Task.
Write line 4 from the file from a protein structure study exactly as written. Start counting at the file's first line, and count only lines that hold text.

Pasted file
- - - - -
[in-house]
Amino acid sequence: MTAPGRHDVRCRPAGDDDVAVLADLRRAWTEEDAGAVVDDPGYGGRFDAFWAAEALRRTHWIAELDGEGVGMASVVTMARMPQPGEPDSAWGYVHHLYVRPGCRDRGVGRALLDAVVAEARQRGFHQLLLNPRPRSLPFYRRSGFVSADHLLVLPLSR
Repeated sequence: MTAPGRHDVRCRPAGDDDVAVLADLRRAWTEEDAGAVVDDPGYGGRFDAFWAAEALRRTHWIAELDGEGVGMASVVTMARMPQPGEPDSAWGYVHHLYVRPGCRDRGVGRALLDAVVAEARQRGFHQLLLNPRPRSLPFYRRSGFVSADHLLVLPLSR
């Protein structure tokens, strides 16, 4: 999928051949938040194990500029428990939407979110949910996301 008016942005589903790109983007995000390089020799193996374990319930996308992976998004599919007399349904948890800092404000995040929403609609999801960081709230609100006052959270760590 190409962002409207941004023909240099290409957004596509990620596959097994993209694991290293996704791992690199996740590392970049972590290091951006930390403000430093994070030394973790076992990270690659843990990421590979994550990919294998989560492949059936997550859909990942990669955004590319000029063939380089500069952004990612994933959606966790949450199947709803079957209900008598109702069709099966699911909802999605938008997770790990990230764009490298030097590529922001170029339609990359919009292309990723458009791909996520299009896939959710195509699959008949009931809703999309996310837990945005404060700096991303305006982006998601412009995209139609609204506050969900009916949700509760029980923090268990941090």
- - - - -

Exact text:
């Protein structure tokens, strides 16, 4: 999928051949938040194990500029428990939407979110949910996301 008016942005589903790109983007995000390089020799193996374990319930996308992976998004599919007399349904948890800092404000995040929403609609999801960081709230609100006052959270760590 190409962002409207941004023909240099290409957004596509990620596959097994993209694991290293996704791992690199996740590392970049972590290091951006930390403000430093994070030394973790076992990270690659843990990421590979994550990919294998989560492949059936997550859909990942990669955004590319000029063939380089500069952004990612994933959606966790949450199947709803079957209900008598109702069709099966699911909802999605938008997770790990990230764009490298030097590529922001170029339609990359919009292309990723458009791909996520299009896939959710195509699959008949009931809703999309996310837990945005404060700096991303305006982006998601412009995209139609609204506050969900009916949700509760029980923090268990941090």